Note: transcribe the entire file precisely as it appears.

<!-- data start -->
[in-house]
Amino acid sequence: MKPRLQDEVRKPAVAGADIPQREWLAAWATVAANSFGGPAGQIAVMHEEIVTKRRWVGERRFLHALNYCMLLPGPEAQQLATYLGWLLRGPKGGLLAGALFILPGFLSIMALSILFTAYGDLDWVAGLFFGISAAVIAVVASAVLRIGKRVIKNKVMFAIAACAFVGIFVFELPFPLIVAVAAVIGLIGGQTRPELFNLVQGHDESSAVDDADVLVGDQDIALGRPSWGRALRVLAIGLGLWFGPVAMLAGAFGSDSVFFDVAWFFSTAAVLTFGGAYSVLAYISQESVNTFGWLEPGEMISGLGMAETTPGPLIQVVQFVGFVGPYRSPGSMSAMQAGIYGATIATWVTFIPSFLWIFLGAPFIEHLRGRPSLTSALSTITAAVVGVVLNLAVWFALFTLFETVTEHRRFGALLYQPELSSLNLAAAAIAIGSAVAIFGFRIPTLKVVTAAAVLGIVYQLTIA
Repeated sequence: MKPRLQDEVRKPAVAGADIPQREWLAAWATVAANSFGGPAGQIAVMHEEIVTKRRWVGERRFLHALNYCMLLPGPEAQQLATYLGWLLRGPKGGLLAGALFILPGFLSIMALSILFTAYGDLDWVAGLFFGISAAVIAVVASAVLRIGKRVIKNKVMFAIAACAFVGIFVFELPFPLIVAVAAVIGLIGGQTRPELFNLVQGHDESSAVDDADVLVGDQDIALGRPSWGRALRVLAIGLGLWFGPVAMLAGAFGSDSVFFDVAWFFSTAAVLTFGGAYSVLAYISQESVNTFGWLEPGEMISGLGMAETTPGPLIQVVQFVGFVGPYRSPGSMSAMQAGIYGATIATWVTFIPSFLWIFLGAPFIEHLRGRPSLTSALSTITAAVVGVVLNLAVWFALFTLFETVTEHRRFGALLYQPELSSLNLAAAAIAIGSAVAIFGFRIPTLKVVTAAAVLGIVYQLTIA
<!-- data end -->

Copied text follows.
[in-house]
Amino acid sequence: MKPRLQDEVRKPAVAGADIPQREWLAAWATVAANSFGGPAGQIAVMHEEIVTKRRWVGERRFLHALNYCMLLPGPEAQQLATYLGWLLRGPKGGLLAGALFILPGFLSIMALSILFTAYGDLDWVAGLFFGISAAVIAVVASAVLRIGKRVIKNKVMFAIAACAFVGIFVFELPFPLIVAVAAVIGLIGGQTRPELFNLVQGHDESSAVDDADVLVGDQDIALGRPSWGRALRVLAIGLGLWFGPVAMLAGAFGSDSVFFDVAWFFSTAAVLTFGGAYSVLAYISQESVNTFGWLEPGEMISGLGMAETTPGPLIQVVQFVGFVGPYRSPGSMSAMQAGIYGATIATWVTFIPSFLWIFLGAPFIEHLRGRPSLTSALSTITAAVVGVVLNLAVWFALFTLFETVTEHRRFGALLYQPELSSLNLAAAAIAIGSAVAIFGFRIPTLKVVTAAAVLGIVYQLTIA
Repeated sequence: MKPRLQDEVRKPAVAGADIPQREWLAAWATVAANSFGGPAGQIAVMHEEIVTKRRWVGERRFLHALNYCMLLPGPEAQQLATYLGWLLRGPKGGLLAGALFILPGFLSIMALSILFTAYGDLDWVAGLFFGISAAVIAVVASAVLRIGKRVIKNKVMFAIAACAFVGIFVFELPFPLIVAVAAVIGLIGGQTRPELFNLVQGHDESSAVDDADVLVGDQDIALGRPSWGRALRVLAIGLGLWFGPVAMLAGAFGSDSVFFDVAWFFSTAAVLTFGGAYSVLAYISQESVNTFGWLEPGEMISGLGMAETTPGPLIQVVQFVGFVGPYRSPGSMSAMQAGIYGATIATWVTFIPSFLWIFLGAPFIEHLRGRPSLTSALSTITAAVVGVVLNLAVWFALFTLFETVTEHRRFGALLYQPELSSLNLAAAAIAIGSAVAIFGFRIPTLKVVTAAAVLGIVYQLTIA